The headers the iPhone sends do not provide a UAProf URL and all iPhones (2G, 3G and who knows next) all send the same User-Agent string where the only difference is the firmware revision. It is good if you want to know if it’s OS 1 or 2, useless if you want to know if it’s 3G, has GPS and so on.
Unfortunately it looks like Android is following the same path and not really helping developers. The G1 was the very first GooglePhone and everyone implemented a G1-specific UI or site. Hopefully more Android-based devices will come in the next few months and we will see much more activity on our websites, now, if this is true, be prepared for a new device detection nightmare. See these two User-Agents that we recorded in DeviceAtlas:
Mozilla/5.0 (Linux; U; Android 1.5; de-de; HTC Magic Build/CRA86) AppleWebKit/528.5+ (KHTML, like Gecko) Version/3.1.2 Mobile Safari/525.20.1
Mozilla/5.0 (Linux; U; Android 1.5; en-gb; HTC Magic Build/CRA71C) AppleWebKit/528.5+ (KHTML, like Gecko) Version/3.1.2 Mobile Safari/525.20.1
You might have guessed they come from an HTC Magic, the device that Vodafone should be releasing any day now. If you know how most device detection algorithms work you will know that they normally just walk the User-Agent string from left to right and try to match it with known strings. Notice how “de-de” and “en-gb” are before the string “HTC Magic” this will either break that search algorithm or make us record all possible combinations of languages.
But don’t panic, YET, the User-Agent string is not the only HTTP header that a browser will send when requesting some content. Since this is a mobile device (it IS a mobile device, right?) you might expect a UAProf URL. Even though UAProf has not solved all our issues, it was still one of the very few things we KNEW every mobile device would provide since probably year 2002 or so. It was not the case for the iPhone and the G1 and you will not be so surprised to discover that it is also missing with the HTC Magic.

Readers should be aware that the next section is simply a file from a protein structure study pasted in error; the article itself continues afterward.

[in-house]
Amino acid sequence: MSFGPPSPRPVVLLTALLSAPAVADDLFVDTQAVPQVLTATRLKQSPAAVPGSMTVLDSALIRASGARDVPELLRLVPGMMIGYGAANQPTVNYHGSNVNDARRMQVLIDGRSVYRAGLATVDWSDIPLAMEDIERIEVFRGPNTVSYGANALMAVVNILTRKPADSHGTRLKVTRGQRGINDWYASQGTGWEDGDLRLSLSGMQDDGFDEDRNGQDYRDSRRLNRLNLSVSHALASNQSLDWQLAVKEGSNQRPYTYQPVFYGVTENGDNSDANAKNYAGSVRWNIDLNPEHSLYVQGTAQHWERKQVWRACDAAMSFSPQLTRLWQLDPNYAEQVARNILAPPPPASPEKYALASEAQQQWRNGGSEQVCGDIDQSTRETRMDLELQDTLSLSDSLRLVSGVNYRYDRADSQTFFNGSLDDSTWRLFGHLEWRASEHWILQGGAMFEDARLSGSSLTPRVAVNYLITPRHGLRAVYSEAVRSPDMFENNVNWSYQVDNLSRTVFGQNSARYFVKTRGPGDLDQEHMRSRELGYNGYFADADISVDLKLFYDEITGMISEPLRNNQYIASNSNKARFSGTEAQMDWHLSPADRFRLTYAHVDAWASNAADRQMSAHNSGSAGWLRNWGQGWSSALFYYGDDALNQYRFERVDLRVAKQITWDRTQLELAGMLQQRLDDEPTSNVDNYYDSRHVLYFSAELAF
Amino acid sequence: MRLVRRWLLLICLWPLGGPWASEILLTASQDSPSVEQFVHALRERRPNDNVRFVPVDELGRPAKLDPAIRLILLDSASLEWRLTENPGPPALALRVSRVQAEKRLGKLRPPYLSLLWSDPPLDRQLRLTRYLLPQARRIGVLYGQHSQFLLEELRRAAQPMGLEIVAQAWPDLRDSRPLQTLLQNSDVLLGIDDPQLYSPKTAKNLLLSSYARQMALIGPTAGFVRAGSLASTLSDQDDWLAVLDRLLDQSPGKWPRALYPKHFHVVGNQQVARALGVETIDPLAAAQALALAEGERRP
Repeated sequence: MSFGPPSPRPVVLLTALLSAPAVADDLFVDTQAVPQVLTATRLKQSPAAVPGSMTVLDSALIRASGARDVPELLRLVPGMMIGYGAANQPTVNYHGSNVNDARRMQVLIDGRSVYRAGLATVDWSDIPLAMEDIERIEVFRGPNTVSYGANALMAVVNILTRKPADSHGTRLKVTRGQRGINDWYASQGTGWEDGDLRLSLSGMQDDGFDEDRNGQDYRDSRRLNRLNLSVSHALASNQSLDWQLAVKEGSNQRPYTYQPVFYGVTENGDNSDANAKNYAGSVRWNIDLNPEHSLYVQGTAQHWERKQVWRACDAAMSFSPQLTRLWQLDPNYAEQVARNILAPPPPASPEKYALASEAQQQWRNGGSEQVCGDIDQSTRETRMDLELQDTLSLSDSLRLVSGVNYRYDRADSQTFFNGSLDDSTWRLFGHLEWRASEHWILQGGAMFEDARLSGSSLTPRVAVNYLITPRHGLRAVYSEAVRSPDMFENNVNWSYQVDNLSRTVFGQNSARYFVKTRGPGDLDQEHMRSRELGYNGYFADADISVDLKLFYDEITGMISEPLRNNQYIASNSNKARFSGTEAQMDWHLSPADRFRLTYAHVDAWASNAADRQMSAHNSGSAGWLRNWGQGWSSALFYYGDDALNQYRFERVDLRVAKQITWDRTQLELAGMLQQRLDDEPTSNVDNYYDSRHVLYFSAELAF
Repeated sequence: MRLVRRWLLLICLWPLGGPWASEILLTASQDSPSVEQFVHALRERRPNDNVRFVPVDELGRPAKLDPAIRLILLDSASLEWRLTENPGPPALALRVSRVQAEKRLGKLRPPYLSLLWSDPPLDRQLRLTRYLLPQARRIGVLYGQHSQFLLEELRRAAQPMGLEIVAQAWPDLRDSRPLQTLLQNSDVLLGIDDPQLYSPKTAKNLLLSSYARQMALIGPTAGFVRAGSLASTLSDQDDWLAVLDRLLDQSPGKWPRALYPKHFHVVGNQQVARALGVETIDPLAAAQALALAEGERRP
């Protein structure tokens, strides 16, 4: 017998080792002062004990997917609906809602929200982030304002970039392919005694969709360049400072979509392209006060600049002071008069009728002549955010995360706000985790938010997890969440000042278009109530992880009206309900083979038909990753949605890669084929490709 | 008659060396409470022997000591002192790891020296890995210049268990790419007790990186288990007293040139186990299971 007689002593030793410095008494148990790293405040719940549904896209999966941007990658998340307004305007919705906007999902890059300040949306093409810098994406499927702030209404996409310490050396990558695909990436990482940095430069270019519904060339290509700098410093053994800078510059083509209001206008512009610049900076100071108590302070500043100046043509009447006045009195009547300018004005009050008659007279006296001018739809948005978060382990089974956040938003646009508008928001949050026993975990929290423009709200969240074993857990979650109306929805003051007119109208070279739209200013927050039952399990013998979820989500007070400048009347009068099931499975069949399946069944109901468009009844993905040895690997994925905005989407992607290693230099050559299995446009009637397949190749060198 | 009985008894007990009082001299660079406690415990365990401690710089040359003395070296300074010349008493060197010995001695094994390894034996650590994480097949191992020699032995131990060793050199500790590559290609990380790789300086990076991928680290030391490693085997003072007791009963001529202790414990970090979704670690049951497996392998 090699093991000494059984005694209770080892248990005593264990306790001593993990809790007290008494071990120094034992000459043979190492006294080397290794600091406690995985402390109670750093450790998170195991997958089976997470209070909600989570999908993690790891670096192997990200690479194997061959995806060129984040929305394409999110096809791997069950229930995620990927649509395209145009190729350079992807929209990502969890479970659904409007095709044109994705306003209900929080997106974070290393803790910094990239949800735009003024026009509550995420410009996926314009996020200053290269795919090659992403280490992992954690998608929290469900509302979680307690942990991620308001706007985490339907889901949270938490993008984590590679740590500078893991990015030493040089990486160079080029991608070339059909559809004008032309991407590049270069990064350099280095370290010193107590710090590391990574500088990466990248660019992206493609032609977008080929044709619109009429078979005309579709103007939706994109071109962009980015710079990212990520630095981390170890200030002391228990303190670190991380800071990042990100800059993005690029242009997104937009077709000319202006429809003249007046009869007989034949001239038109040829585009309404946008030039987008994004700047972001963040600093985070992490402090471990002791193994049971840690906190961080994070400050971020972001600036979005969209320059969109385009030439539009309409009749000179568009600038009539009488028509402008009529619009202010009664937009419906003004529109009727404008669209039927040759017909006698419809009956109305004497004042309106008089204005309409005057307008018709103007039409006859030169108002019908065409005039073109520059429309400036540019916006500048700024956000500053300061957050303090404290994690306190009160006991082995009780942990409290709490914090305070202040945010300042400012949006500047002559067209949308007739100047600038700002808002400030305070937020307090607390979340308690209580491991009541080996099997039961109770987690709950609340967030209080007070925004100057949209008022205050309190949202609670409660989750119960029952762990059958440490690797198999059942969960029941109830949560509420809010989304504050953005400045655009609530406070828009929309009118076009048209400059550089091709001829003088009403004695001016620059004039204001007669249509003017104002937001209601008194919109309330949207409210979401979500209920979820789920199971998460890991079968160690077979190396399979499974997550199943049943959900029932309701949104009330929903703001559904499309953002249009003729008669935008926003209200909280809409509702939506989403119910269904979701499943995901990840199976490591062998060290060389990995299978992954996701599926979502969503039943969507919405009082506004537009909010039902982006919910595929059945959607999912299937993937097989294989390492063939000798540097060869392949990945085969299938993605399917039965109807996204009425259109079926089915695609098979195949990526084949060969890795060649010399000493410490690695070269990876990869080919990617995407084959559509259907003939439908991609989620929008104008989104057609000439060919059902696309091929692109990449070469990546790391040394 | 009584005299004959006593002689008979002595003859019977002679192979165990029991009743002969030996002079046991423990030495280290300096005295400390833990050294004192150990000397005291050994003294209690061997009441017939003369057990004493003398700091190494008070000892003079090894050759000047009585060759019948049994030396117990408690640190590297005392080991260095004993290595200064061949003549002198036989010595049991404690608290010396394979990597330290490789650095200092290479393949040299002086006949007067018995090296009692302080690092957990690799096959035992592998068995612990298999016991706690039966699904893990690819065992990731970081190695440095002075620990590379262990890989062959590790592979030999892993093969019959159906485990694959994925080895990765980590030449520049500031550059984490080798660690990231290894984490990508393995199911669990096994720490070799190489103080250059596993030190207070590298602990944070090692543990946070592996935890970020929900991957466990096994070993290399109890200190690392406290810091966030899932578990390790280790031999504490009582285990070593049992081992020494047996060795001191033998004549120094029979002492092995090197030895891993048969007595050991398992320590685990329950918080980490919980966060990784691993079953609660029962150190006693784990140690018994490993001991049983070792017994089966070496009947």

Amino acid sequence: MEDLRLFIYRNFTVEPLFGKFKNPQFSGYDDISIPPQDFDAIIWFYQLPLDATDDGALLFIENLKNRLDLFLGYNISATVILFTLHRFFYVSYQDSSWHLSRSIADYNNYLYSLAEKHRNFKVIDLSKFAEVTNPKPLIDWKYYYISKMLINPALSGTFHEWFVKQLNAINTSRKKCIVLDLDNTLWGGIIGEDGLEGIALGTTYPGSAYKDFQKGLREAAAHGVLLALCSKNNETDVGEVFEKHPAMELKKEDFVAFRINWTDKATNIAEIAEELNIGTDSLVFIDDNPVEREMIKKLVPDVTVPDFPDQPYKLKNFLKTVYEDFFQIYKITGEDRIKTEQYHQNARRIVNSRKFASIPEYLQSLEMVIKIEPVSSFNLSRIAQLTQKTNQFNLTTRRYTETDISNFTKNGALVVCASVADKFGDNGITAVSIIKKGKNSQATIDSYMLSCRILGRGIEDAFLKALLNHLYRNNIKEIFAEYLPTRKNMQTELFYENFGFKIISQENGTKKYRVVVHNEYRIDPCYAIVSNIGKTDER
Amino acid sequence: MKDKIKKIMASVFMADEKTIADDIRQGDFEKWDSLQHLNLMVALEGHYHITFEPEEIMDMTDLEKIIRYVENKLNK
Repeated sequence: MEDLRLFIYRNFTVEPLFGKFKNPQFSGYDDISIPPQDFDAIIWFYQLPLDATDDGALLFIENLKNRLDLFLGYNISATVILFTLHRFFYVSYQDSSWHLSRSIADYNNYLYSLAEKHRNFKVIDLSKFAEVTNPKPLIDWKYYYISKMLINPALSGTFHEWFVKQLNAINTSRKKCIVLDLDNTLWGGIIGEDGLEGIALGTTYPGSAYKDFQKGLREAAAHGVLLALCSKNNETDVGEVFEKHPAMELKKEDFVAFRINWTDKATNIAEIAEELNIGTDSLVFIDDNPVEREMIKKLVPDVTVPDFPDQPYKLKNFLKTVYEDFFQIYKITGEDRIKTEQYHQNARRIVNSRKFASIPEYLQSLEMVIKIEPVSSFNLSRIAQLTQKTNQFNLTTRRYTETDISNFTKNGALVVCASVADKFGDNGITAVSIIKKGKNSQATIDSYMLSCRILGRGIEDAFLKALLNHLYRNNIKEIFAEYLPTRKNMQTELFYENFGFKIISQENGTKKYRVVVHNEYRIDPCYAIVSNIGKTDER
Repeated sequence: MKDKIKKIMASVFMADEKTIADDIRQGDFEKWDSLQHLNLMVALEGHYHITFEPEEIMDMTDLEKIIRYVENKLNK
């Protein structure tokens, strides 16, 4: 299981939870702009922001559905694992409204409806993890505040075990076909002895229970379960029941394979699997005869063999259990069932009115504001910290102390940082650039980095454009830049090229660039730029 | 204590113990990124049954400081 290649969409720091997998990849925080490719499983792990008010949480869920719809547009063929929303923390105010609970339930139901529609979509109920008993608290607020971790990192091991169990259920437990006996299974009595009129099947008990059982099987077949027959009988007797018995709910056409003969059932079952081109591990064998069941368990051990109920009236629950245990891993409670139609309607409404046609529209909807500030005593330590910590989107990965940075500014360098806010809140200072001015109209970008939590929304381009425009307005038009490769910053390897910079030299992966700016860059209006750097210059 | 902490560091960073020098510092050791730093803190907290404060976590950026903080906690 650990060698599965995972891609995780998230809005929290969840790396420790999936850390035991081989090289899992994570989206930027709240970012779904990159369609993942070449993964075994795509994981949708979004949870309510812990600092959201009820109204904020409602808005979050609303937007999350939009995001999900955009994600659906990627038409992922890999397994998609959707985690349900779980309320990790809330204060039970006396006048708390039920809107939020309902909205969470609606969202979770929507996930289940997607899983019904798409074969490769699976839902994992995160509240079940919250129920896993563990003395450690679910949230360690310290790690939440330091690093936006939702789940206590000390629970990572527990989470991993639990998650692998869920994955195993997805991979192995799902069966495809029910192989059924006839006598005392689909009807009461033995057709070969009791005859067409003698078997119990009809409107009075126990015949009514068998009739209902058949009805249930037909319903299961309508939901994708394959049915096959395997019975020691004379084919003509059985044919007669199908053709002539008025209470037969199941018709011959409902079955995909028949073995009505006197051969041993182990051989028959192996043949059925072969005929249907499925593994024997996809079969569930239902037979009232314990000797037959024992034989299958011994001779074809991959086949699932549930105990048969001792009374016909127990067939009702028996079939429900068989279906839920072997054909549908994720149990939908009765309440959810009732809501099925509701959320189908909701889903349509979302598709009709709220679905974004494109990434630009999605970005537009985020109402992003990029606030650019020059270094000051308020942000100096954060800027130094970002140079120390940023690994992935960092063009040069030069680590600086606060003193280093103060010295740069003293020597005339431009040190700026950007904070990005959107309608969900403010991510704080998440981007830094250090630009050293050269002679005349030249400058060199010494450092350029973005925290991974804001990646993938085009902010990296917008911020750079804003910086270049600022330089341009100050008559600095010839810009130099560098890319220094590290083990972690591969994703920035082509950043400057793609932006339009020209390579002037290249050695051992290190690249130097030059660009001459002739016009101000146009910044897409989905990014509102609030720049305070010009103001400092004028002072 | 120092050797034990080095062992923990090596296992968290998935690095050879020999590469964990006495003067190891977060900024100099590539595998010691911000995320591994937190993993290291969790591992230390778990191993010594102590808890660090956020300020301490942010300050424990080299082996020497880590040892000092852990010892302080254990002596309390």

I am sure I can thank HTC for this, not sure how much Google is responsible, surely they haven’t done much NOT to make it happen. I guess we’ll have to wait for some other vendor to come up with an Android-based device.
One last bit of my rant is about a NEW header that is added, instead of the Referrer, the browser sends a header called Origin, which is EXACTLY like the referrer, but with a different name! Good idea, isn’t it?
I was very pleased to read an article from Alex@Google that describes how they have decided to develop the new gmail mobile web interface.
There are at least two reasons why I liked this article, one is that, as Alex mentions, the team originally developed a J2ME application (that I used quite a bit on my old Sony Ericsson W810i) and then decided they needed a web application to serve slightly different needs (and probably slightly different users). The second reason is that it seems like if you don’t create an application for the App Store you are going to fail, while Alex explains quite a few reasons why developing a web site was better than a native application.
Bottom line is, of course, that users get multiple options and an opportunity to choose what suits them best.
I think the article is well worth 10 minutes of your life, if you still haven’t read it, hurry up to check HTML5 and WebKit pave the way for mobile web applications.